Advocating for Inclusivity in the Workplace
Gloria Fagan, RN, BSN, workers compensation outreach manager at Shepherd Center, explains the importance of National Disability Employment Awareness Month.
By Gloria Fagan, RN, BSN, workers compensation outreach manager at Shepherd Center
Every year, October serves as an awareness month for many important causes. In my role as a workers' compensation outreach manager at Shepherd Center, one cause that is particularly close to my heart is National Disability Employment Awareness Month (NDEAM). NDEAM educates about disability employment issues and celebrates the many and varied contributions of American workers with disabilities. As someone who advocates for people who have been injured on the job to receive rehabilitative care at our hospital, I see a need for more discussion around this important issue.
The Americans with Disabilities Act (ADA) was the first comprehensive civil rights act for people with disabilities. While it set the foundation when it passed 31 years ago, the annual NDEAM national awareness campaign still highlights how important it is for employers to continue practicing, discussing and expanding inclusivity in their policies and procedures. The theme for NDEAM 2021, “America’s Recovery: Powered by Inclusion,” reflects the importance of ensuring that people with disabilities have full access to employment and community involvement during the national recovery from the COVID-19 pandemic.
At Shepherd, I’m proud of how we emphasize the importance of inclusion for our employees. In fact, we were recognized this year as a "Best Place to Work for Disability Inclusion" by Disability:IN and the American Association of People with Disabilities. This is because of policies and procedures we’ve put in place, like increasing office accessibility for employees who use wheelchairs by providing roll-under work desks, accessible ramps, wider hallways and push pads to open doors throughout the hospital. For employees with visual impairments, we provide laptops that come with magnification and screen reading, as well as things like office light adjustments. Things like this ensure a more equitable opportunity for people with disabilities to thrive in the workplace, leading to a more diverse workforce.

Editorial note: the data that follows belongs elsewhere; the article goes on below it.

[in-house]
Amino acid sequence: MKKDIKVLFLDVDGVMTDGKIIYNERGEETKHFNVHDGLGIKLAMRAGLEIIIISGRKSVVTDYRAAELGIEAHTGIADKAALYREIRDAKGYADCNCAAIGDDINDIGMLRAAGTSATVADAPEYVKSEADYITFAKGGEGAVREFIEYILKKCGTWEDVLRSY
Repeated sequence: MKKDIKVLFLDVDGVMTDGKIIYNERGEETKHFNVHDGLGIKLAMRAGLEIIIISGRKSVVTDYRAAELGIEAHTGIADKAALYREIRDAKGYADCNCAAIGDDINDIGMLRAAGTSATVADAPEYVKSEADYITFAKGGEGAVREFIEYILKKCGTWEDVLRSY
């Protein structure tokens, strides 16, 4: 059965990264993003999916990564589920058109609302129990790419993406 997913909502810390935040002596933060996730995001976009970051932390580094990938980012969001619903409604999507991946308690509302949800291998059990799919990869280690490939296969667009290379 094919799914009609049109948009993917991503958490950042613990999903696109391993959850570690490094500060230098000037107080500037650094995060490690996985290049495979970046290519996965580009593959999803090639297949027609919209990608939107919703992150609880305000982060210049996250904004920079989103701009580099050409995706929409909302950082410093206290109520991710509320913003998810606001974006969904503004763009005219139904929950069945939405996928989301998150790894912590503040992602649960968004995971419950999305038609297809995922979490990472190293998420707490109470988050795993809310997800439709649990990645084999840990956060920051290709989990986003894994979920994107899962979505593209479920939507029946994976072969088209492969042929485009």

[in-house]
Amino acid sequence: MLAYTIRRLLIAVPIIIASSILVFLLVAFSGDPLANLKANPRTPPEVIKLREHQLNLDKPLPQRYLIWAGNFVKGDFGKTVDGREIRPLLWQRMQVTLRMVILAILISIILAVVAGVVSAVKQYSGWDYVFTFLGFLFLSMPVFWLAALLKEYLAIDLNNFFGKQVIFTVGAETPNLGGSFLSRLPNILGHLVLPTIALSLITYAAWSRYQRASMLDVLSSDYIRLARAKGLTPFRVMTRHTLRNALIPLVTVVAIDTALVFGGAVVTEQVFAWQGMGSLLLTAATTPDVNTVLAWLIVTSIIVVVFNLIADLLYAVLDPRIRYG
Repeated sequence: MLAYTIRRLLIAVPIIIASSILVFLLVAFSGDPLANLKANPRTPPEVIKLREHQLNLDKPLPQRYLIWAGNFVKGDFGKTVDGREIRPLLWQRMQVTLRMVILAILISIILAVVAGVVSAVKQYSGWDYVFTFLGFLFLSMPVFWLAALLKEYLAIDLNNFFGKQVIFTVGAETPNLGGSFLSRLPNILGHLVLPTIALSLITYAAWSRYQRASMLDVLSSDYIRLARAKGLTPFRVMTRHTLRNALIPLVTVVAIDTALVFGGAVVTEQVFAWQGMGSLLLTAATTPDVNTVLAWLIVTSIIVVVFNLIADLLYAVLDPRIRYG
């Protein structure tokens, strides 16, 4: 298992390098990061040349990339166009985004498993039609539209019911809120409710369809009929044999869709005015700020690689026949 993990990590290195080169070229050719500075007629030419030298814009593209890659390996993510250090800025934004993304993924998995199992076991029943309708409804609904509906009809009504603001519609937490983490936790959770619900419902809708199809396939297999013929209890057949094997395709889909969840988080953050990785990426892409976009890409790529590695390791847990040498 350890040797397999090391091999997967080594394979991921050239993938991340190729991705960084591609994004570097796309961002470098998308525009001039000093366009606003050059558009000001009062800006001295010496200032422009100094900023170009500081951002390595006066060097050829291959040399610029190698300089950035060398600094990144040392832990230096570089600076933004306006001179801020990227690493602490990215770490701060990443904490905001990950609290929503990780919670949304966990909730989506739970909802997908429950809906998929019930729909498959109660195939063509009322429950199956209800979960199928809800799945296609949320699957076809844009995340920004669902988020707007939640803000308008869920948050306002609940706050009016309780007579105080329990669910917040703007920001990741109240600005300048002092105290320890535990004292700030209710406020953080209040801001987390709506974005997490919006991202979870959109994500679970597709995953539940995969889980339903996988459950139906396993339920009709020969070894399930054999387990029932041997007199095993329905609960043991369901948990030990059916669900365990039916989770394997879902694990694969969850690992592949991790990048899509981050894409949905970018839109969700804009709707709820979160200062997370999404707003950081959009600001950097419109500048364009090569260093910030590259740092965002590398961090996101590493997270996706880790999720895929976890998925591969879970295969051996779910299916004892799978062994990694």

While there is always more work to be done in this space, we will make progress if we work together and actively participate in these conversations. The Department of Labor’s Office on Disability Employment Policy (ODEP) offers a range of resources to help employers and other organizations encourage inclusivity in the workplace. Throughout the rest of this month and year-round, I encourage employees and employers to take steps to continue progress. Visit www.dol.gov/NDEAM for specific ideas about how you can support this vital initiative.
Shepherd Center, located in Atlanta, Georgia, is a private, not-for-profit hospital specializing in medical treatment, research and rehabilitation for people with spinal cord injury, brain injury, multiple sclerosis, spine and chronic pain, and other neurological conditions. Founded in 1975, Shepherd Center is ranked by U.S. News & World Report among the top 10 rehabilitation hospitals in the nation. In its more than four decades, Shepherd Center has grown from a six-bed rehabilitation unit to a world-renowned, 152-bed hospital that treats more than 740 inpatients, nearly 280 day program patients and more than 7,100 outpatients each year in more than 46,000 visits.